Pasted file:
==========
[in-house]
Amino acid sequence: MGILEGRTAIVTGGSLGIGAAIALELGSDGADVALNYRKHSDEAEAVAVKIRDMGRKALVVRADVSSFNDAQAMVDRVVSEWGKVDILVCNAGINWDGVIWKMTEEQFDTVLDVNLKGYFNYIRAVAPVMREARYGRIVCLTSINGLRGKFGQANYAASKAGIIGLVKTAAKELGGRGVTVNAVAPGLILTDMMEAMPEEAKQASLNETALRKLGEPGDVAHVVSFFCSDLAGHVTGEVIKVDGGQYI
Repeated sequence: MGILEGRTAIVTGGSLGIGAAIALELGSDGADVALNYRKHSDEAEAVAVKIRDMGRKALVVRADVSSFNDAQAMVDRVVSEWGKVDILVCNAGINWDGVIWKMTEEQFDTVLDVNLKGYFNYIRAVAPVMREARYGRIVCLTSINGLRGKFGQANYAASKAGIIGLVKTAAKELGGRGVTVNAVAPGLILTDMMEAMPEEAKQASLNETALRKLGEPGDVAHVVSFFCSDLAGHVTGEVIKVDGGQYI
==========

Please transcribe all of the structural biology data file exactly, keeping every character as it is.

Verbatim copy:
[in-house]
Amino acid sequence: MGILEGRTAIVTGGSLGIGAAIALELGSDGADVALNYRKHSDEAEAVAVKIRDMGRKALVVRADVSSFNDAQAMVDRVVSEWGKVDILVCNAGINWDGVIWKMTEEQFDTVLDVNLKGYFNYIRAVAPVMREARYGRIVCLTSINGLRGKFGQANYAASKAGIIGLVKTAAKELGGRGVTVNAVAPGLILTDMMEAMPEEAKQASLNETALRKLGEPGDVAHVVSFFCSDLAGHVTGEVIKVDGGQYI
Repeated sequence: MGILEGRTAIVTGGSLGIGAAIALELGSDGADVALNYRKHSDEAEAVAVKIRDMGRKALVVRADVSSFNDAQAMVDRVVSEWGKVDILVCNAGINWDGVIWKMTEEQFDTVLDVNLKGYFNYIRAVAPVMREARYGRIVCLTSINGLRGKFGQANYAASKAGIIGLVKTAAKELGGRGVTVNAVAPGLILTDMMEAMPEEAKQASLNETALRKLGEPGDVAHVVSFFCSDLAGHVTGEVIKVDGGQYI